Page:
The goals of the current work are threefold. The first is to assemble data sets of academic descendants for five biomechanical/biomedical researchers that are both as comprehensive as possible and demonstrate a variety of possible shapes and sizes. These data, which will be limited to just doctoral advisor–advisee relationships, will be made available for future visualization studies (see Data Availability). The second goal is to introduce an improved version of the Pavlo visualization algorithm and demonstrate its suitability for displaying academic genealogies using the collected data sets. Finally, the third goal is to analyze the data sets to quantify the fecundity of the five researchers, calculate the time necessary for someone to graduate their first PhD student, and assess the coverage of a particular online repository of academic genealogy data (Academic Family Tree, n.d.). Completing these three goals will help further the study of mentorship within academia, particularly within the fields of biomechanics and biomedicine.

### 2.1. Data Collection

Academic genealogy data is spread across a number of sources, including public databases such as Academic Family Tree (n.d.) and the Mathematics Genealogy Project (n.d.), commercial databases such as ProQuest, and university dissertation repositories, as well as the personal websites and online CVs of individual researchers. None of these sources is necessarily comprehensive, correct, or current. Yet assembling representative genealogies, ones that have the characteristic sizes and shapes, is critical to evaluating the efficacy and robustness of a visualization algorithm.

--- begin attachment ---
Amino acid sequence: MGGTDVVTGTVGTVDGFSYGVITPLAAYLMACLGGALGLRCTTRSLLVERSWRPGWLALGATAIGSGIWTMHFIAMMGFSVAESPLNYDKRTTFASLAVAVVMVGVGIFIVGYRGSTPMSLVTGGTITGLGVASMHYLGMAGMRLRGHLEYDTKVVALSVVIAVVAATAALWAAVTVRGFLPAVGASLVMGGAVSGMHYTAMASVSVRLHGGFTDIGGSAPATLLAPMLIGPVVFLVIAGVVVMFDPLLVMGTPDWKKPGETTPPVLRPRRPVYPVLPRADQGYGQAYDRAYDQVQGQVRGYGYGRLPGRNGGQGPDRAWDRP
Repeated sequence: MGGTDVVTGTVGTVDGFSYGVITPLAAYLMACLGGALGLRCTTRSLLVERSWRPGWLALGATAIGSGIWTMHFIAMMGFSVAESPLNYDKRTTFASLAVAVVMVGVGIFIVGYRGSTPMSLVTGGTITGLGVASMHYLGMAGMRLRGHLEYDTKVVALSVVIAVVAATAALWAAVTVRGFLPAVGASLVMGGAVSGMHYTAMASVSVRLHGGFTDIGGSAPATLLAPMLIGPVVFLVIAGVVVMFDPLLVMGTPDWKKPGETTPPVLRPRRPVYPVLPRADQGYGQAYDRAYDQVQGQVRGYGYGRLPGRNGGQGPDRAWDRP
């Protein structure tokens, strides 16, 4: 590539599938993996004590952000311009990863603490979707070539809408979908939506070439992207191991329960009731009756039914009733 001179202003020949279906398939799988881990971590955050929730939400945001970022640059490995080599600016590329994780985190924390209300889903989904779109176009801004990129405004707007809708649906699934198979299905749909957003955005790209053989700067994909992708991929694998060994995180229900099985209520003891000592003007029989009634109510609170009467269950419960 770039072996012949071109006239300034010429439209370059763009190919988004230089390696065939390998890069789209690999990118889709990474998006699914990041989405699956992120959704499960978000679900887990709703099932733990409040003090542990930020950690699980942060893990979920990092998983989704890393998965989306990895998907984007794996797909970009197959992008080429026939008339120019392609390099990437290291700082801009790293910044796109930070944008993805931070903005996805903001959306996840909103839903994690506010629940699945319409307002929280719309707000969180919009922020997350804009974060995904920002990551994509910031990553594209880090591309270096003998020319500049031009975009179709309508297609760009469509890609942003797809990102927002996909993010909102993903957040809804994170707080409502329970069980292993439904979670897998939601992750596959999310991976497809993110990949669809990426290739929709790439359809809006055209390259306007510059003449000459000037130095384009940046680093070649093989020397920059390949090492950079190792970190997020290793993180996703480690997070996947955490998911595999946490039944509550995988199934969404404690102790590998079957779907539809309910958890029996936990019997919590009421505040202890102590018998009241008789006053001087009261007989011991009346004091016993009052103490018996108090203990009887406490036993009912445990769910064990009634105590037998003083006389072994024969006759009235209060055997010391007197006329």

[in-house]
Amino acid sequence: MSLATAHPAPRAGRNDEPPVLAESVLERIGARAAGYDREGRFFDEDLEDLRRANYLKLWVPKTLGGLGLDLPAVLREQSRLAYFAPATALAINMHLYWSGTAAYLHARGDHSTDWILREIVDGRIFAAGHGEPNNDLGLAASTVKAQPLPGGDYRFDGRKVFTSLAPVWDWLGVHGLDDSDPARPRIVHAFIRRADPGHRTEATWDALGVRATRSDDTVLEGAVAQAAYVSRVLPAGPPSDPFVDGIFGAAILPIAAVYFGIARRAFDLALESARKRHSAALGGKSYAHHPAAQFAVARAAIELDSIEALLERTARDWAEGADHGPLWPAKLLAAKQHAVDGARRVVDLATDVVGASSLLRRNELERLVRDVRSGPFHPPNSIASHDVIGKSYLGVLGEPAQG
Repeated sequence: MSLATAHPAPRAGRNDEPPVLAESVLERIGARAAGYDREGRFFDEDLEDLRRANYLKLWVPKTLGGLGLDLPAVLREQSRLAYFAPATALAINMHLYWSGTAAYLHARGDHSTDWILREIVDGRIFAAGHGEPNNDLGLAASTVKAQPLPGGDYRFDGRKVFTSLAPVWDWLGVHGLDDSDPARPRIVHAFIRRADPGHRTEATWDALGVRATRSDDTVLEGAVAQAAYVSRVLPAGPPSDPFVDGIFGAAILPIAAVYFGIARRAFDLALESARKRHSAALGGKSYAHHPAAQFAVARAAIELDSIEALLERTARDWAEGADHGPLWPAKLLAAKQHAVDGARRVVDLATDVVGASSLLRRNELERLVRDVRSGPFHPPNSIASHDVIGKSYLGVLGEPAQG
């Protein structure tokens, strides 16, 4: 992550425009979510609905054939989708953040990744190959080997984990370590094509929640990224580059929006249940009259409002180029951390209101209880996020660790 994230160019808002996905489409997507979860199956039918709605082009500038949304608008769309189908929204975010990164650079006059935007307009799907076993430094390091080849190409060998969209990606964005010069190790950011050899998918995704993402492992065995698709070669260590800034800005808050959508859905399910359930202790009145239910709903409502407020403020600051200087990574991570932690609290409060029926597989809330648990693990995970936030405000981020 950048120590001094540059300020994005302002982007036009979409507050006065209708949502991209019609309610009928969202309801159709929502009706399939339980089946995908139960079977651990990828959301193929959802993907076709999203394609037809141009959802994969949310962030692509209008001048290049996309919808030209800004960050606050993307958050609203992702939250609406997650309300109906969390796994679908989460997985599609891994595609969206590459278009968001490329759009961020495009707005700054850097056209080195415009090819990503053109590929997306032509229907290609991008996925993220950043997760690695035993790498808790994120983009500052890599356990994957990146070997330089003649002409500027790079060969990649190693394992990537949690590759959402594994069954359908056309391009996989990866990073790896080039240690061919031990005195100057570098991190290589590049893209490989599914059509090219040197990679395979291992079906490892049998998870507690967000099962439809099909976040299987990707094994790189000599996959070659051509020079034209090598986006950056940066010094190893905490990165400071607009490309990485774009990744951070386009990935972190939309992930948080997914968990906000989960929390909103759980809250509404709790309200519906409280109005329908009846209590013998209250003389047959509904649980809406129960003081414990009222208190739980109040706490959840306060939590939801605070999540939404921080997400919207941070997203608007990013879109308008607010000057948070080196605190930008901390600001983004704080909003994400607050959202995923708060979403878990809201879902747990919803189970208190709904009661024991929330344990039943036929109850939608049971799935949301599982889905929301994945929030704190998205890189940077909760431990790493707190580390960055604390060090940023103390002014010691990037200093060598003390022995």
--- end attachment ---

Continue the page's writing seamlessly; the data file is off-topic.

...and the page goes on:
Academic descendant data were collected for five researchers from the fields of biomechanics and biomedicine: Steven A. Goldstein, Wilson C. Hayes, Van C. Mow, Lawrence E. Thibault, and Ronald F. Zernicke. Each researcher received their doctoral degree from 1960 to1980, which is long enough ago to have multiple generations of academic descendants but also recent enough to ensure that most immediate descendants can still be contacted. The five were also chosen to ensure a range of sizes and shapes in their academic trees. Beyond these selection criteria, the individual researchers represent a convenience sample. It should also be noted that all five obtained their degrees in the United States. Although they or their descendants have graduated students in institutions around the world, the vast majority of the researchers in these trees completed their degrees in North America. Therefore, the sizes and shapes of the genealogies may not be representative of those in other countries.

Information gathered from AcademicTree.org and ProQuest was first consolidated together. These data were expanded using public information on researchers’ websites, CVs available online, and information in institutional dissertation repositories. When the full text of the dissertations was available electronically, the data collected were validated against the information presented on the title page or in the acknowledgments section. Finally, individual researchers who had a current or past academic appointment were also contacted via email to confirm existing information and request any missing information. Unfortunately, this was not always possible (e.g., retirement, death, lack of contact information, no response).